Of course, raising the issue of same sex marriage to the federal level again will rally the Republican base, create an INSTANT wedge issue between certain elements of people of color communities and the Democratic Party (which, of course, will split Obama's base), and it will raise again the spectre of a U.S. Constitutional ban on same sex marriage. It has been made clear that such a ban will never pass, but siphoning off precious political capital right now to fight off a re-energized Republican base and a split Democrat base on this issue will make it nigh on impossible for Obama to push the Republicans out of the way on the health care reforms we need, social security, social safety network issues, immigration and the border, and a whole host of other social justice issues that DESERVE and WARRANT immediate attention.

Obama knows that it is only a matter of time before a critical mass of U.S. states have approved queer marriage, and that, by such approval, will trigger a series of judicial events that will result in the extension of marriage rights to all queer folks in every state. At that point, the Defense of Marriage Act, if it has not been repealed, will be low hanging fruit and easily plucked off. How the hell would members of Congress justify “protecting” federal marriage rights when the Supreme Court has closed the case on the states rights side of the issue.

I am so damn frustrated with these half baked queer pundits that can't see past the ends of their own wedding rings to see the big picture. Obama is NOT standing in the way of queer marriage. He is keeping his party in check around the issue by NOT creating a situation where he has to worry about legislators turning their attention away from the issues that we NEED to address. It would be foolish, stupid, and untimely for Obama to stop what he is doing to focus on marriage when the fantastic efforts of local and state organizers are doing the work, swiftly, and with much success.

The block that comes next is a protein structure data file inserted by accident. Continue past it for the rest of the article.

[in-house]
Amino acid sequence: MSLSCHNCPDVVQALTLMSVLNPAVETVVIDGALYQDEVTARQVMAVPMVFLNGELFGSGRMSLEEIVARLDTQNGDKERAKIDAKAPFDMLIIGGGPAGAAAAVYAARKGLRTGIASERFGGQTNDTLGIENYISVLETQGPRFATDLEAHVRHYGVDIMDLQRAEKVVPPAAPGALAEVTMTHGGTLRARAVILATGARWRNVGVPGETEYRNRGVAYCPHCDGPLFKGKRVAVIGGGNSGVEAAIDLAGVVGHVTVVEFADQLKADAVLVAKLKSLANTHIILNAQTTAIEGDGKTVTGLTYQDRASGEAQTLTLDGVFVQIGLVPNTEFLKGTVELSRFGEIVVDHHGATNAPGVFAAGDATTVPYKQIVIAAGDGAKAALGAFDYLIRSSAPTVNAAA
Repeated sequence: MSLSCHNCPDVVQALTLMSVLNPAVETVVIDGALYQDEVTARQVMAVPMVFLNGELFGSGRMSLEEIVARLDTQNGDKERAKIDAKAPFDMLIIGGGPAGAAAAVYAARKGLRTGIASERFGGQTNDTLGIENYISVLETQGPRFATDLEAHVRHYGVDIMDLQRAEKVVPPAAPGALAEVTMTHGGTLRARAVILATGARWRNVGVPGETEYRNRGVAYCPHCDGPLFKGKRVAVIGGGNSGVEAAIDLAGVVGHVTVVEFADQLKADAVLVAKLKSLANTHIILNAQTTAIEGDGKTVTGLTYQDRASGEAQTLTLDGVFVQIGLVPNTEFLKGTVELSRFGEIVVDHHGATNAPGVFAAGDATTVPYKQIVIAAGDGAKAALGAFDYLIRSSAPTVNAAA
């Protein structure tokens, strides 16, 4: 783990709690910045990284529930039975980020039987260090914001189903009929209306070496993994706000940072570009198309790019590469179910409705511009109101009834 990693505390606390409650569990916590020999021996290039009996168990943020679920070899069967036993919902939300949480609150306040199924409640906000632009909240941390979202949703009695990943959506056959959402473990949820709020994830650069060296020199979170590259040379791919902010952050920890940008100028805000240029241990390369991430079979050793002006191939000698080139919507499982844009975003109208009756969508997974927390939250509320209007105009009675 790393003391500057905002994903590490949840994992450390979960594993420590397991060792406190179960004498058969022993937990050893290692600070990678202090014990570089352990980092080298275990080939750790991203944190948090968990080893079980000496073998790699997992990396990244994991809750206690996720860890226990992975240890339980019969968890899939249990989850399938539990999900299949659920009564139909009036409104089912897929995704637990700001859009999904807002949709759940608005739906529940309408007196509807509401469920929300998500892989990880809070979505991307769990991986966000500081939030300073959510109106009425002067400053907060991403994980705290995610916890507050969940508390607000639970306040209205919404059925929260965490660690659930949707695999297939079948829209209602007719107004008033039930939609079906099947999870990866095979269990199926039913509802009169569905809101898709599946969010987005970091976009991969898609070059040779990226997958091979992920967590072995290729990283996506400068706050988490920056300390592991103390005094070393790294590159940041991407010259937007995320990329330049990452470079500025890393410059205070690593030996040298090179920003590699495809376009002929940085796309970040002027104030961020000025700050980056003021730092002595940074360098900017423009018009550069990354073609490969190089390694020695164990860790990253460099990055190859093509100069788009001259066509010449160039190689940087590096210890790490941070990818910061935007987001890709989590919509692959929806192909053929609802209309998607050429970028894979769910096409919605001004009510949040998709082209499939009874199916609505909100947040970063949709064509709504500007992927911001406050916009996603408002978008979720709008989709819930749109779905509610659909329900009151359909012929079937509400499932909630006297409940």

The road isn't easy towards justice, and, unfortuantely, in the system under which we labor there are times when STRATEGY dictates form (which it ALWAYS should). Folks that are running around pissed off because Obama hasn't hosted a mass queer wedding in the Rose Garden are demanding form without any strategy or strategic thought behind it.

Let's be clear: Obama is not perfect, but he is working on the bigger picture...which, right now, means getting the almost 10% of people in this country that are unemployed back to work. That means ending two wars that are draining tens of billions of dollars a month out of our economy and killing innocent soliders and innocent Iraqis and Afghanis. That means changing our health care system so that it makes sense and the 40 million uninsured in this nation have access to health care. THOSE are the issues that Obama should be focused on. THOSE are the issues that he is focused on. And the largely white gay men that are attempting to UNSTRATEGICALLY force his hand are going to do nothing but lay the groundwork for a base splitting circus that will, in the long term, hurt the queer movement and result in a retardation of the amazing work around marriage equality that has already been done.

Back off.

19 comments: